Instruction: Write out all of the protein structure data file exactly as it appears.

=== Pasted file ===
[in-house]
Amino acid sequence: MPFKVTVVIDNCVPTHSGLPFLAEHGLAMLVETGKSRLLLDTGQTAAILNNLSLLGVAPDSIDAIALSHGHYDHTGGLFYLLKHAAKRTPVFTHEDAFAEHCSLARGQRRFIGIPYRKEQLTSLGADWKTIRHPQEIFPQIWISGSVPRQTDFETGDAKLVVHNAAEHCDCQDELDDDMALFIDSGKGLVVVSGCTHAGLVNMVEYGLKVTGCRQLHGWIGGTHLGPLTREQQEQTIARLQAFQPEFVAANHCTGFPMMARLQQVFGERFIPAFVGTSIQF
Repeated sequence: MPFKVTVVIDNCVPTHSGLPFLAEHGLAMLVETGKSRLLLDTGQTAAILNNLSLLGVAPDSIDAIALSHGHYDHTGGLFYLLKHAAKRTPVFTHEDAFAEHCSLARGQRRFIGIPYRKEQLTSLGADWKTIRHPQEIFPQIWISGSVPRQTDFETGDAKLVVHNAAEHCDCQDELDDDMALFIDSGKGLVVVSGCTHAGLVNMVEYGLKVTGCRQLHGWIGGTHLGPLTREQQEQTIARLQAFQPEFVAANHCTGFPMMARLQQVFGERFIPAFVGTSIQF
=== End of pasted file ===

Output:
[in-house]
Amino acid sequence: MPFKVTVVIDNCVPTHSGLPFLAEHGLAMLVETGKSRLLLDTGQTAAILNNLSLLGVAPDSIDAIALSHGHYDHTGGLFYLLKHAAKRTPVFTHEDAFAEHCSLARGQRRFIGIPYRKEQLTSLGADWKTIRHPQEIFPQIWISGSVPRQTDFETGDAKLVVHNAAEHCDCQDELDDDMALFIDSGKGLVVVSGCTHAGLVNMVEYGLKVTGCRQLHGWIGGTHLGPLTREQQEQTIARLQAFQPEFVAANHCTGFPMMARLQQVFGERFIPAFVGTSIQF
Repeated sequence: MPFKVTVVIDNCVPTHSGLPFLAEHGLAMLVETGKSRLLLDTGQTAAILNNLSLLGVAPDSIDAIALSHGHYDHTGGLFYLLKHAAKRTPVFTHEDAFAEHCSLARGQRRFIGIPYRKEQLTSLGADWKTIRHPQEIFPQIWISGSVPRQTDFETGDAKLVVHNAAEHCDCQDELDDDMALFIDSGKGLVVVSGCTHAGLVNMVEYGLKVTGCRQLHGWIGGTHLGPLTREQQEQTIARLQAFQPEFVAANHCTGFPMMARLQQVFGERFIPAFVGTSIQF